Charles Eames once asked, "To whom does design address itself: to the greatest number, to the specialist of an enlightened matter, to a privileged social class?" He answered, "Design addresses itself to the need."
I've sometimes wondered why sustainable design has taken such a foothold in the A&D community over the past several years. Why now? I believe Eames might have answered, "Because the need for it exists."
Considering the position in which we find ourselves with respect to Global Warming, the fragile state of the U.S. and world economies, and rising human health problems caused by environmental contaminants in the air we breathe, the need speaks clearly and audibly to those who are willing to listen, and more importantly, act. And frankly, what better place than here, and what better time than now for what William McDonough calls "the next Industrial Revolution" to establish roots and transform the landscape of the places in which we live and work?
While we are still a long way off from arriving upon that distant shore, a more sustainable view is coming into focus, and few industries exemplify this more clearly than the built environment. In fact, research indicates that green building has become a global phenomenon, according to McGraw-Hill Construction's new Smart Market Report, Global Green Building Trends: Market Growth and Perspectives from Around the World. Some of the key findings of the report include:
By 2013, 53 percent of responding firms expect to be largely dedicated to green building (on more than 60 percent of projects); up from 30 percent today. The fastest growing regional green building market is Asia, where the population of firms largely dedicated to green building is expected to jump from 36 percent today to 73 percent in 2013.
Approximately 86 percent of the respondents expect rapid or steady growth in sales and profit levels
associated with green building.
Solar power is the most common form of renewable energy in every region and is used by more than half (52 percent) of industry professionals today—and it's expected to grow to 76 percent in the next five years. The most dramatic growth is expected in wind power use (57 percent expected in 2013; up from 20 percent today), followed closely by geothermal power (expected to double from 22 percent today to 45 percent in 2013).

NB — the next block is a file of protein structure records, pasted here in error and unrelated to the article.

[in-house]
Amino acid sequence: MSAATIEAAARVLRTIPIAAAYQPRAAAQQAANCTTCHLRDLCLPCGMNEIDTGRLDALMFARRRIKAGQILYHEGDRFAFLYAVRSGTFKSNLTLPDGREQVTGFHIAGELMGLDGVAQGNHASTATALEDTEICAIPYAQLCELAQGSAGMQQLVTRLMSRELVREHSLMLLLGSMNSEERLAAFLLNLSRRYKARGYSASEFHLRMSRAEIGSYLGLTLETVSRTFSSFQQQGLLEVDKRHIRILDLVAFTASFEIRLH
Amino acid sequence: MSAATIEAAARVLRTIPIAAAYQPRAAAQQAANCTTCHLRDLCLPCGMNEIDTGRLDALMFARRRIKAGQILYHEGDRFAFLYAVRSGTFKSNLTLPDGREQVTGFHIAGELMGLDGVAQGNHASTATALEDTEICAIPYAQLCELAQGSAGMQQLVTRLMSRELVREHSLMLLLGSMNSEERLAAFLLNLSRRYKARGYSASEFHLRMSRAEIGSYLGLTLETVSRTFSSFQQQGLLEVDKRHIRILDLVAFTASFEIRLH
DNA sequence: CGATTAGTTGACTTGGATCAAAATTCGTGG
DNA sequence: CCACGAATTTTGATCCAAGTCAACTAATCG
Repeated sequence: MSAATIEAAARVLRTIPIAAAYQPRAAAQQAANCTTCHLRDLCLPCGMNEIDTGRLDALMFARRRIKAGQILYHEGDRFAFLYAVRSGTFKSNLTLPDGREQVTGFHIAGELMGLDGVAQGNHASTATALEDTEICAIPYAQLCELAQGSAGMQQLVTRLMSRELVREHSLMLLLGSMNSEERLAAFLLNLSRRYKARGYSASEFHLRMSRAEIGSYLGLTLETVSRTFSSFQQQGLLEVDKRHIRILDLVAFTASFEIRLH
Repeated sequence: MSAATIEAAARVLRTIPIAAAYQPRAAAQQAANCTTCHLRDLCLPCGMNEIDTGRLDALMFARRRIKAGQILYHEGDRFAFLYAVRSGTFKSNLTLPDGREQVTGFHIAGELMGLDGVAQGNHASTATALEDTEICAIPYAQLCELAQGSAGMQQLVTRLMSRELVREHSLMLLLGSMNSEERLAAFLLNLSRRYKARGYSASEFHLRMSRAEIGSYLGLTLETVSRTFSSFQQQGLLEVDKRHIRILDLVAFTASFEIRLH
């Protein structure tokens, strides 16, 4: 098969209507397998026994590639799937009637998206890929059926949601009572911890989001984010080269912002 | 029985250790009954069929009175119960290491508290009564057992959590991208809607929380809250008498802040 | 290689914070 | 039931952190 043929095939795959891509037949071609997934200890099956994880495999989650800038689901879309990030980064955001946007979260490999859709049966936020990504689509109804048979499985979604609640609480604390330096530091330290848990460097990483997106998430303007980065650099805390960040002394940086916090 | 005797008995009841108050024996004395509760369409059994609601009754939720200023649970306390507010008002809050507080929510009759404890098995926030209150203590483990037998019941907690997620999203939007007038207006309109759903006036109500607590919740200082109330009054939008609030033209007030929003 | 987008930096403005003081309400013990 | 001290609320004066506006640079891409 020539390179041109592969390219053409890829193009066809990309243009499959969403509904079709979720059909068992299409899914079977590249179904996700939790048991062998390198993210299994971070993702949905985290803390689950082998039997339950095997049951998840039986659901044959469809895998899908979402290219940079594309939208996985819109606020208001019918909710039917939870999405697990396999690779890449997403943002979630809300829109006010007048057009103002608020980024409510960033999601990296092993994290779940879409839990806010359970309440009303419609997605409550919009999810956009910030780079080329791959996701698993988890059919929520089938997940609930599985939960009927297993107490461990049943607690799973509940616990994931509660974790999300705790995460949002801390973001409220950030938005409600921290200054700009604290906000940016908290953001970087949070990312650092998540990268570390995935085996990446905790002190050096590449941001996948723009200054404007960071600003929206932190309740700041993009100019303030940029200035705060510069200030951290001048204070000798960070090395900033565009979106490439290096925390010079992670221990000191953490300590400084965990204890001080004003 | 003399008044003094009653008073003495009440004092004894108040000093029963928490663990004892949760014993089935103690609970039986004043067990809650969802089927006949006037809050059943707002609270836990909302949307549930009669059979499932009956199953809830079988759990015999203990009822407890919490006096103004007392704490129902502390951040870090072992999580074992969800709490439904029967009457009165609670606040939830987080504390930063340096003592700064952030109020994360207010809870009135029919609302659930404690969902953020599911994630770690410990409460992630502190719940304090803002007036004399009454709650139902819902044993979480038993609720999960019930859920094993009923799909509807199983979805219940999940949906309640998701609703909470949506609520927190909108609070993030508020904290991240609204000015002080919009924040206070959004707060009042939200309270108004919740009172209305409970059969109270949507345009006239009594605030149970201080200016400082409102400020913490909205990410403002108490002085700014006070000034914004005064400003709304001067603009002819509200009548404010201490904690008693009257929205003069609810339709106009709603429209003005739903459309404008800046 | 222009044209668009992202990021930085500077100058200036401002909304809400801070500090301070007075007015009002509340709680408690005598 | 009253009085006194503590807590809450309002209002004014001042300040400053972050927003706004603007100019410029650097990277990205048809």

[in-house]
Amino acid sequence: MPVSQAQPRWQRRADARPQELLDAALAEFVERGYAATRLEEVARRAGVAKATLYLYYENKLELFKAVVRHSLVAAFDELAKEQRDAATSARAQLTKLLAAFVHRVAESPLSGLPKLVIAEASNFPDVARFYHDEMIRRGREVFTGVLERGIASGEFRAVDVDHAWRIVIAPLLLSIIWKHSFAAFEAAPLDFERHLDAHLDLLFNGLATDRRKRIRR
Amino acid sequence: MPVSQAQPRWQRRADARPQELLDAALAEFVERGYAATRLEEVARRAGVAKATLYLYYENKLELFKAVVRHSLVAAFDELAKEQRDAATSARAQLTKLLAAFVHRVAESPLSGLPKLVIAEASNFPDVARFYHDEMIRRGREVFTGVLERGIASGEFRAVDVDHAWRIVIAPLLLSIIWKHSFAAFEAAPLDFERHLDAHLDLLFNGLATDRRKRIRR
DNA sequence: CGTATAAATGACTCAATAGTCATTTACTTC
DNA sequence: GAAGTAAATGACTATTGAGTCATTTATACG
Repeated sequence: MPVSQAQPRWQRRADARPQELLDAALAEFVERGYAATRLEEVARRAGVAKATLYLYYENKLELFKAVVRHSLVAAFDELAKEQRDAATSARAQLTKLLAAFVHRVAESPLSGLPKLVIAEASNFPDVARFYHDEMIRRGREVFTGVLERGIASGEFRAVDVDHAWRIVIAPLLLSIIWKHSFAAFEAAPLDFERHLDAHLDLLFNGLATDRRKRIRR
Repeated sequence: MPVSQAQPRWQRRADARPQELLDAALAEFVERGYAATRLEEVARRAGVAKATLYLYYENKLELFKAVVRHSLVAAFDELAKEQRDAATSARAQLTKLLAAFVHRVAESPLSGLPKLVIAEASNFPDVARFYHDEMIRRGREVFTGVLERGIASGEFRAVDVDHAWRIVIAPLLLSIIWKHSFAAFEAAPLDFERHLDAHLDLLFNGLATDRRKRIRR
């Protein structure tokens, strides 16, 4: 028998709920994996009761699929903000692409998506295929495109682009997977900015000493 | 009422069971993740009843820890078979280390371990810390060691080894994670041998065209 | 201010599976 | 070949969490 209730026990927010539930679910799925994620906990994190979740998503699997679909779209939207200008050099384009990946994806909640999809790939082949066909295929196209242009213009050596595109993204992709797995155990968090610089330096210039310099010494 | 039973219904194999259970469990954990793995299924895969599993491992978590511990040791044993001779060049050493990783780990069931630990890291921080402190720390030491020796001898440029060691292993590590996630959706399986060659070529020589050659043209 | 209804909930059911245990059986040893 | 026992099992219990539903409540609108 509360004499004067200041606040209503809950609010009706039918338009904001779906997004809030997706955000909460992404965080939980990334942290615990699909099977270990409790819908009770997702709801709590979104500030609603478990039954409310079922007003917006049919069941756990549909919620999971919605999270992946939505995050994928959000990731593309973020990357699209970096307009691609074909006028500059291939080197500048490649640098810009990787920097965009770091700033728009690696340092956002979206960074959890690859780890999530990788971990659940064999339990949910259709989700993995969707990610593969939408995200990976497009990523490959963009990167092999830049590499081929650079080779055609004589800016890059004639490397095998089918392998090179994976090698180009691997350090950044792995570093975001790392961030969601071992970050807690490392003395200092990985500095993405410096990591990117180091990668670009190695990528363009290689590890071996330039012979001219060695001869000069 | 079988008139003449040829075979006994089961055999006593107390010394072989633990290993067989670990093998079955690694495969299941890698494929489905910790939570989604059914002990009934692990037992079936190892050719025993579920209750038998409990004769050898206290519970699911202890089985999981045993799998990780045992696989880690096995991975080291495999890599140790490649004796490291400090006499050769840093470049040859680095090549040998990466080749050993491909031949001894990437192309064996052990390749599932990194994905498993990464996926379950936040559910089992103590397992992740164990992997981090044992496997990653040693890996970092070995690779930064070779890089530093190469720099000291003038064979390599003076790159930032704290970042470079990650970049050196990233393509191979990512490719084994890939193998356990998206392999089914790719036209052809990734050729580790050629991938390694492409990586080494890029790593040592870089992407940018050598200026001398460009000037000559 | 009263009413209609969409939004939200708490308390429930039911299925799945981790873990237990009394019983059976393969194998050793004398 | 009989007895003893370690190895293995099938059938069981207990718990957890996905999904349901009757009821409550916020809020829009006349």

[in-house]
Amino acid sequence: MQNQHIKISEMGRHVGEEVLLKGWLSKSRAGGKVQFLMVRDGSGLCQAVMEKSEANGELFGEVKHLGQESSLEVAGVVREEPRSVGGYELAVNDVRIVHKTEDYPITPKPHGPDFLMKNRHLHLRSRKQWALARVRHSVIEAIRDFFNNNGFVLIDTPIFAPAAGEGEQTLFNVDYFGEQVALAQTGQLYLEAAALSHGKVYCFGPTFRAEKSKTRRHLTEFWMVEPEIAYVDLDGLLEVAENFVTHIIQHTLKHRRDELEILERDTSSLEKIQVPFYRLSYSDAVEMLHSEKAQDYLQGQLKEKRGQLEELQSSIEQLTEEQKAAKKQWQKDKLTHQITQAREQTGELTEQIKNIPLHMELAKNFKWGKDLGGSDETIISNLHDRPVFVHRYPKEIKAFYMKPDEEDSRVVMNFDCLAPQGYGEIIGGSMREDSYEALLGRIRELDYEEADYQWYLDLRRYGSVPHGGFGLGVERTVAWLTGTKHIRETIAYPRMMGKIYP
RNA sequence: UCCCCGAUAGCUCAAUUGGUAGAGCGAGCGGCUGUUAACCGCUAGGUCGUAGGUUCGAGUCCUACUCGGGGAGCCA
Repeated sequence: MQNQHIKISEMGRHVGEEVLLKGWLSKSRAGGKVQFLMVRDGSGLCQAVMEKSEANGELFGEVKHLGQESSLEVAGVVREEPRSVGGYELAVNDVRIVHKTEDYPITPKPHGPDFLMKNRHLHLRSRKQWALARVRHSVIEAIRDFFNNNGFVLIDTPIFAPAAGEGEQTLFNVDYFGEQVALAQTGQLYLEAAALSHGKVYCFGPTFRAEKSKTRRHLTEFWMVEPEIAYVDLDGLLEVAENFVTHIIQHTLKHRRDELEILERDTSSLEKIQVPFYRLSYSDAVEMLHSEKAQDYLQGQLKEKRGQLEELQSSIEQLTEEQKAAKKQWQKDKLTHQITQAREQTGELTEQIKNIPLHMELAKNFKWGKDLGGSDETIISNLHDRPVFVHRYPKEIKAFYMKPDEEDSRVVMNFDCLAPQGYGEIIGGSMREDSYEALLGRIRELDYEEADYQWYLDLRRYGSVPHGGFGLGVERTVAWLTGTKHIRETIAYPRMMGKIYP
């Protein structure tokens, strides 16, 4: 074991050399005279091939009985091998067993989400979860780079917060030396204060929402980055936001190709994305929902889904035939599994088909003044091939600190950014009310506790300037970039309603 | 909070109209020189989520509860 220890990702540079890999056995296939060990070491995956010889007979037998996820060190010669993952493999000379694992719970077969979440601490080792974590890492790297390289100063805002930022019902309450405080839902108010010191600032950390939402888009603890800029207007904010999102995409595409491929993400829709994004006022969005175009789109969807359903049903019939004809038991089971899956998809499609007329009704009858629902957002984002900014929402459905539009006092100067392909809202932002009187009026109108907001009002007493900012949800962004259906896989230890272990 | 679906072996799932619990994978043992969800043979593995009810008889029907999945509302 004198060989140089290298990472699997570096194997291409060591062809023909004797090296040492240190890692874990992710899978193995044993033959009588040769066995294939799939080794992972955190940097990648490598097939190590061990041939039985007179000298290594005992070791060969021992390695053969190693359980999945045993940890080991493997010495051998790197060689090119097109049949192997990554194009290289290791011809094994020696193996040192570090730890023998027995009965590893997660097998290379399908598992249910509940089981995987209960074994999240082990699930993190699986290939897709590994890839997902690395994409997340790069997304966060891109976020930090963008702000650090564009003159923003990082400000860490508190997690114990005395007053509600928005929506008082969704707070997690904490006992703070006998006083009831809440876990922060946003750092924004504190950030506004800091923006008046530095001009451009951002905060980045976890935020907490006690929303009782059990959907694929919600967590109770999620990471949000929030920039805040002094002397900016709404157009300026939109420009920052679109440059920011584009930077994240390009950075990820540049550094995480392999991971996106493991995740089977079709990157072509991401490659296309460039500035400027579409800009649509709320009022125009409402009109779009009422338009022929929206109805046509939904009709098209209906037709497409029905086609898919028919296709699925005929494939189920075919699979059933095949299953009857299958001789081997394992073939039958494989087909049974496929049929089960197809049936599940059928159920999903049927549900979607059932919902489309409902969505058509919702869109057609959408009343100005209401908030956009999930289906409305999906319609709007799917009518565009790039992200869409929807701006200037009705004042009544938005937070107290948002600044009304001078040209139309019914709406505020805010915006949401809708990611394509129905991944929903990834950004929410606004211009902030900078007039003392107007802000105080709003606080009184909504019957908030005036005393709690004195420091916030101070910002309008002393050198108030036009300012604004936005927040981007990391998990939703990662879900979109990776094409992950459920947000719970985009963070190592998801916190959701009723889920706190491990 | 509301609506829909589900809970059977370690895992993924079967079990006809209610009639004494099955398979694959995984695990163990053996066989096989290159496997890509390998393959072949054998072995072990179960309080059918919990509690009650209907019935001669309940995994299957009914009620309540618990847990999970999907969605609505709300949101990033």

These are clear signs that sustainability is making forward progress, and more examples like them fill the pages of this issue. For the third year running, the editorial staff at Interiors & Sources has selected 10 recent examples of LEED® projects that showcase not only the ability of green buildings to be efficient, healthy, regenerative places to live and work, but also that they can be beautiful places that we love to inhabit.
Immediately following the cover story is the second edition of our Green Guide to Greenbuild. In it, you will find informative and practical articles on critical issues facing interior designers, including an in-depth look at the health implications of climate change and the building strategies designers can employ to counteract them (see "The Ozone Factor: The Health Implications of Climate Change"); effective strategies for creating high-performance, sustainable projects within budget (see "Placing Green Tenant Improvements Within Reach"); useful ideas for greening and organizing design libraries (see "Eco Strategies for Design Libraries"); and our invaluable EcoLibrary™ and updated EcoList™, which will help you evaluate and select green products on the market today.
Also included in this issue is a special report on the much anticipated LEED version 3 (v3), which represents the most significant change to the U.S. Green Building Council's (USGBC) Green Building Rating System since its inception in 2000. Interiors & Sources' editorial director Douglas R. Kelly sat down with Doug Gatlin, vice president of market development at USGBC, for a comprehensive discussion about the changes that are on the horizon for LEED and how it will impact the design community. In a second interview with Brendan Owens, USGBC's vice president for LEED technical development, Kelly uncovers some of the details behind LEED v3, such as how regional credits and Life Cycle Assessments will play into the new version.
In fact, there is scarcely a page in this issue that doesn't touch on sustainability in one way or another. It's our way of meeting a need for more information on sustainable design.
Green is a need. How will you address it?